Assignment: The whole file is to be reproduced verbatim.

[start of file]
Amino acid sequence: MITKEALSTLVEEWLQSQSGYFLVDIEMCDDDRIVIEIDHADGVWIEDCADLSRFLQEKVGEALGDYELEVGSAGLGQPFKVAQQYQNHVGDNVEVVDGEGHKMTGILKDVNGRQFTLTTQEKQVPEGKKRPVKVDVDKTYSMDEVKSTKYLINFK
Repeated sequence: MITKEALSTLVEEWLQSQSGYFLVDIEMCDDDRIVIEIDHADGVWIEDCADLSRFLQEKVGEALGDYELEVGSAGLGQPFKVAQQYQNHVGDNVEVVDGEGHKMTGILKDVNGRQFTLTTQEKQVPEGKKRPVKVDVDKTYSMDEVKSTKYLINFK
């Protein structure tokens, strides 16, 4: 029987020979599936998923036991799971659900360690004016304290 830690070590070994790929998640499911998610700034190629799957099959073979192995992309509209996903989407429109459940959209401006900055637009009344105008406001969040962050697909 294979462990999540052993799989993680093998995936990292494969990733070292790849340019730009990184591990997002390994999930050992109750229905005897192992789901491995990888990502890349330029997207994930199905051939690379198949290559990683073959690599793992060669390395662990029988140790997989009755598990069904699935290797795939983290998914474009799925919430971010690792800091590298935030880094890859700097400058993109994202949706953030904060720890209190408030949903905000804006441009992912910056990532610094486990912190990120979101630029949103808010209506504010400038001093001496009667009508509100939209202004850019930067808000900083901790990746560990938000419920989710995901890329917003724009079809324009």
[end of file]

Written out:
Amino acid sequence: MITKEALSTLVEEWLQSQSGYFLVDIEMCDDDRIVIEIDHADGVWIEDCADLSRFLQEKVGEALGDYELEVGSAGLGQPFKVAQQYQNHVGDNVEVVDGEGHKMTGILKDVNGRQFTLTTQEKQVPEGKKRPVKVDVDKTYSMDEVKSTKYLINFK
Repeated sequence: MITKEALSTLVEEWLQSQSGYFLVDIEMCDDDRIVIEIDHADGVWIEDCADLSRFLQEKVGEALGDYELEVGSAGLGQPFKVAQQYQNHVGDNVEVVDGEGHKMTGILKDVNGRQFTLTTQEKQVPEGKKRPVKVDVDKTYSMDEVKSTKYLINFK
């Protein structure tokens, strides 16, 4: 029987020979599936998923036991799971659900360690004016304290 830690070590070994790929998640499911998610700034190629799957099959073979192995992309509209996903989407429109459940959209401006900055637009009344105008406001969040962050697909 294979462990999540052993799989993680093998995936990292494969990733070292790849340019730009990184591990997002390994999930050992109750229905005897192992789901491995990888990502890349330029997207994930199905051939690379198949290559990683073959690599793992060669390395662990029988140790997989009755598990069904699935290797795939983290998914474009799925919430971010690792800091590298935030880094890859700097400058993109994202949706953030904060720890209190408030949903905000804006441009992912910056990532610094486990912190990120979101630029949103808010209506504010400038001093001496009667009508509100939209202004850019930067808000900083901790990746560990938000419920989710995901890329917003724009079809324009």